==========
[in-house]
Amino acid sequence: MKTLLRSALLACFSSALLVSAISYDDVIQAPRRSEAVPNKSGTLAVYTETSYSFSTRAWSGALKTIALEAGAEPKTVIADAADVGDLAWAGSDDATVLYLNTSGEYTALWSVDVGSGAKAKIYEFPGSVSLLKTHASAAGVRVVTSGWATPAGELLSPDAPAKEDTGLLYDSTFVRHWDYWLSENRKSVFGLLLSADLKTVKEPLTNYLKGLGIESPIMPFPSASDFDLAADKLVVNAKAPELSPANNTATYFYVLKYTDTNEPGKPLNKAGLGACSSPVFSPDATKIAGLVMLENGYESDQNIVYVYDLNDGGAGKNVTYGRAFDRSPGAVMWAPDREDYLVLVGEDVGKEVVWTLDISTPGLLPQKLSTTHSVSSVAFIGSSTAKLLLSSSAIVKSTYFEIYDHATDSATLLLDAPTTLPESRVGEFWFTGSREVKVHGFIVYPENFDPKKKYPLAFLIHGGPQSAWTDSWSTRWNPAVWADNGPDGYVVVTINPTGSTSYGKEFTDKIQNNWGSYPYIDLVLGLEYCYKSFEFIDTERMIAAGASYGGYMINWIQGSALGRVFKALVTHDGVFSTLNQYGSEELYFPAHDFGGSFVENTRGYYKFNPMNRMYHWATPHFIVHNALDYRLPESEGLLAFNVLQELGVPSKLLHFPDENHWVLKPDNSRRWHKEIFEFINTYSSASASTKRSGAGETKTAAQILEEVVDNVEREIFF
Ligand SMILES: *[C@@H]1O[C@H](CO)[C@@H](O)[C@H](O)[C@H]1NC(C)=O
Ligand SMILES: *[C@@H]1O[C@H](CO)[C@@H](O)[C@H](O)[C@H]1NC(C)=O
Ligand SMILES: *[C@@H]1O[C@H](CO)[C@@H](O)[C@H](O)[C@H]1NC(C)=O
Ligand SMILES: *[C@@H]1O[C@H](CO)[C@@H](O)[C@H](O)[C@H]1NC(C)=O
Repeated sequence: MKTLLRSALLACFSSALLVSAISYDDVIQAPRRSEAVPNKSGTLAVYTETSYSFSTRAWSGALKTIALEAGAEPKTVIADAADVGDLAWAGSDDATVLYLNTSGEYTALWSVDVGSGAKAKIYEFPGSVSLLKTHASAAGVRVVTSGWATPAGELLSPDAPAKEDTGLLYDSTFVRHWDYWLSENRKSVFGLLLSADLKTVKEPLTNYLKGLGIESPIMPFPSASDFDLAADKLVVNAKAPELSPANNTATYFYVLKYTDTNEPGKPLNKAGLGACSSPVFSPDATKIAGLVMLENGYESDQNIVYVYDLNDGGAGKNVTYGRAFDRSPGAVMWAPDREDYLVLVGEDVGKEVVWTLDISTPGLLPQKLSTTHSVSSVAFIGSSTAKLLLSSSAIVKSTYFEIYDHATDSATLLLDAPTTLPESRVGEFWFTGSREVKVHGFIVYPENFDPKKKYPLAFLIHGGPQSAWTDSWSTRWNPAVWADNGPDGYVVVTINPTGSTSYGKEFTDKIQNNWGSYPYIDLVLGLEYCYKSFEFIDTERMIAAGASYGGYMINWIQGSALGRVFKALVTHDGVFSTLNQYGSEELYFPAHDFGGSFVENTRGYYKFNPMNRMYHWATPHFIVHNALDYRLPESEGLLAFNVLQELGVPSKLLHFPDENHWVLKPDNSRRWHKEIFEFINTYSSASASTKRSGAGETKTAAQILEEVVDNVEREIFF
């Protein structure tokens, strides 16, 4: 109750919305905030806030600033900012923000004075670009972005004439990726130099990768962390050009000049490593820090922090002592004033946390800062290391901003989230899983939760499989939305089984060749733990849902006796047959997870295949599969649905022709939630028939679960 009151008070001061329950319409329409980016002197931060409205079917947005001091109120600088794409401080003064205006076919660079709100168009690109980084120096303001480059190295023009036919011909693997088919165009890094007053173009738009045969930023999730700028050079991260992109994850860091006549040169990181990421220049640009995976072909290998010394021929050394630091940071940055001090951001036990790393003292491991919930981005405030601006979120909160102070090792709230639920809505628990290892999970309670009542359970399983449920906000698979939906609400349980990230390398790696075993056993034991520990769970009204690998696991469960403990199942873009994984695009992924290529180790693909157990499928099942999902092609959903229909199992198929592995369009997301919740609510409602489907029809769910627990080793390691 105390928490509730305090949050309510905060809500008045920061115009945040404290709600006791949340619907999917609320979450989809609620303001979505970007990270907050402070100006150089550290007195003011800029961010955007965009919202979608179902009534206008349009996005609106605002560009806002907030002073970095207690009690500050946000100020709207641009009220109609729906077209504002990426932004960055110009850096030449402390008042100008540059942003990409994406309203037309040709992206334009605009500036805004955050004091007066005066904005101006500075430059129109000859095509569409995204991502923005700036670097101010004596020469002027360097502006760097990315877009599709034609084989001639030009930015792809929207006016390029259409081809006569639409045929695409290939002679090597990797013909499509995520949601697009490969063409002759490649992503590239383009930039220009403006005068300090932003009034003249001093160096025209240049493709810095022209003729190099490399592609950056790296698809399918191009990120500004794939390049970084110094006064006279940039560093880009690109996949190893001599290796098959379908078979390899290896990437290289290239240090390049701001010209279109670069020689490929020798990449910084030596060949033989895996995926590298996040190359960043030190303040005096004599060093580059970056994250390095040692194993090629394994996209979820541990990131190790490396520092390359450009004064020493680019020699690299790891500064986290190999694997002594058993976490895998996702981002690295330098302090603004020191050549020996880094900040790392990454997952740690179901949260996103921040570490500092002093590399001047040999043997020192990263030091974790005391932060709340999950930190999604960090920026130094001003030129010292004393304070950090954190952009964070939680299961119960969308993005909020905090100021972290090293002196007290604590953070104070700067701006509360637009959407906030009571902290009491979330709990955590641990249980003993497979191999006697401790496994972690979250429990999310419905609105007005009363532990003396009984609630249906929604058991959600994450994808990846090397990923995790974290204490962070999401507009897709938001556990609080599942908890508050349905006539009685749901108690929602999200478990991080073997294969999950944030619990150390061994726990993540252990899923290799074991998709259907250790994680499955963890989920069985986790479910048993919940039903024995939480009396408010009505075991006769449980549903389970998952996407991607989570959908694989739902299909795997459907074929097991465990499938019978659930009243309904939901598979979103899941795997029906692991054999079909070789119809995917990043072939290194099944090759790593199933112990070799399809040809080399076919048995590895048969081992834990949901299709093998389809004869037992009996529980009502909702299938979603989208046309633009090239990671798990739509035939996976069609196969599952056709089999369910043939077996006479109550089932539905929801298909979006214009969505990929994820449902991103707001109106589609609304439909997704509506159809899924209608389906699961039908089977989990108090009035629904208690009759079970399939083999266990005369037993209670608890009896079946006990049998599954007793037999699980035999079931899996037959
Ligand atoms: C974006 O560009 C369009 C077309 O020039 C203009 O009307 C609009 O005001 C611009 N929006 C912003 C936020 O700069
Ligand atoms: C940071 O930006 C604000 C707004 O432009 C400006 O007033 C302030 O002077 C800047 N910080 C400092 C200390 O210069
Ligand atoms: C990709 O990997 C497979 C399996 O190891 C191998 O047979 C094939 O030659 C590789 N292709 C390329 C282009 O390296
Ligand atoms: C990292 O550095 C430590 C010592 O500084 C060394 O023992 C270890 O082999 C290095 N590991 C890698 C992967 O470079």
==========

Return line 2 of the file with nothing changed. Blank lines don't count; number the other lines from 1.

Amino acid sequence: MKTLLRSALLACFSSALLVSAISYDDVIQAPRRSEAVPNKSGTLAVYTETSYSFSTRAWSGALKTIALEAGAEPKTVIADAADVGDLAWAGSDDATVLYLNTSGEYTALWSVDVGSGAKAKIYEFPGSVSLLKTHASAAGVRVVTSGWATPAGELLSPDAPAKEDTGLLYDSTFVRHWDYWLSENRKSVFGLLLSADLKTVKEPLTNYLKGLGIESPIMPFPSASDFDLAADKLVVNAKAPELSPANNTATYFYVLKYTDTNEPGKPLNKAGLGACSSPVFSPDATKIAGLVMLENGYESDQNIVYVYDLNDGGAGKNVTYGRAFDRSPGAVMWAPDREDYLVLVGEDVGKEVVWTLDISTPGLLPQKLSTTHSVSSVAFIGSSTAKLLLSSSAIVKSTYFEIYDHATDSATLLLDAPTTLPESRVGEFWFTGSREVKVHGFIVYPENFDPKKKYPLAFLIHGGPQSAWTDSWSTRWNPAVWADNGPDGYVVVTINPTGSTSYGKEFTDKIQNNWGSYPYIDLVLGLEYCYKSFEFIDTERMIAAGASYGGYMINWIQGSALGRVFKALVTHDGVFSTLNQYGSEELYFPAHDFGGSFVENTRGYYKFNPMNRMYHWATPHFIVHNALDYRLPESEGLLAFNVLQELGVPSKLLHFPDENHWVLKPDNSRRWHKEIFEFINTYSSASASTKRSGAGETKTAAQILEEVVDNVEREIFF